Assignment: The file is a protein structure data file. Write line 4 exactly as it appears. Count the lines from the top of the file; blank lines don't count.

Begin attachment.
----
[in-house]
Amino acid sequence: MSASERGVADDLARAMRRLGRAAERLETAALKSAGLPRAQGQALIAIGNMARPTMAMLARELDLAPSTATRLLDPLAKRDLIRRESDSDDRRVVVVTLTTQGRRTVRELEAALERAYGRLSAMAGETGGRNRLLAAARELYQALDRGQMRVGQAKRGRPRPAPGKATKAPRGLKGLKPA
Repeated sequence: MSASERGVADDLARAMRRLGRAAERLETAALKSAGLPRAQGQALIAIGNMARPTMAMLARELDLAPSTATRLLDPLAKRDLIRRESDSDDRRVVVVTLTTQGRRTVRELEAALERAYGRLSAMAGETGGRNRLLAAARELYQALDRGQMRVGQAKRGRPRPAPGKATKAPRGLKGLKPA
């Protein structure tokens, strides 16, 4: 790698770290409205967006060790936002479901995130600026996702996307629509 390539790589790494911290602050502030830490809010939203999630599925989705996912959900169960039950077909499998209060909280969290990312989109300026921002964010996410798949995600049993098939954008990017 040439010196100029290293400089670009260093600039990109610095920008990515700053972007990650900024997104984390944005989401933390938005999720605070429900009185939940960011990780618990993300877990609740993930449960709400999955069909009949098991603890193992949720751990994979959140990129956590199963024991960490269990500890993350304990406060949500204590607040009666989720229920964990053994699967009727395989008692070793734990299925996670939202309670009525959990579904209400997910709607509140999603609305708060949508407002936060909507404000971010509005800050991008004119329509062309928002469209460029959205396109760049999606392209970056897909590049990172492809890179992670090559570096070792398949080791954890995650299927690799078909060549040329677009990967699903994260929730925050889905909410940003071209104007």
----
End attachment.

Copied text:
């Protein structure tokens, strides 16, 4: 790698770290409205967006060790936002479901995130600026996702996307629509 390539790589790494911290602050502030830490809010939203999630599925989705996912959900169960039950077909499998209060909280969290990312989109300026921002964010996410798949995600049993098939954008990017 040439010196100029290293400089670009260093600039990109610095920008990515700053972007990650900024997104984390944005989401933390938005999720605070429900009185939940960011990780618990993300877990609740993930449960709400999955069909009949098991603890193992949720751990994979959140990129956590199963024991960490269990500890993350304990406060949500204590607040009666989720229920964990053994699967009727395989008692070793734990299925996670939202309670009525959990579904209400997910709607509140999603609305708060949508407002936060909507404000971010509005800050991008004119329509062309928002469209460029959205396109760049999606392209970056897909590049990172492809890179992670090559570096070792398949080791954890995650299927690799078909060549040329677009990967699903994260929730925050889905909410940003071209104007």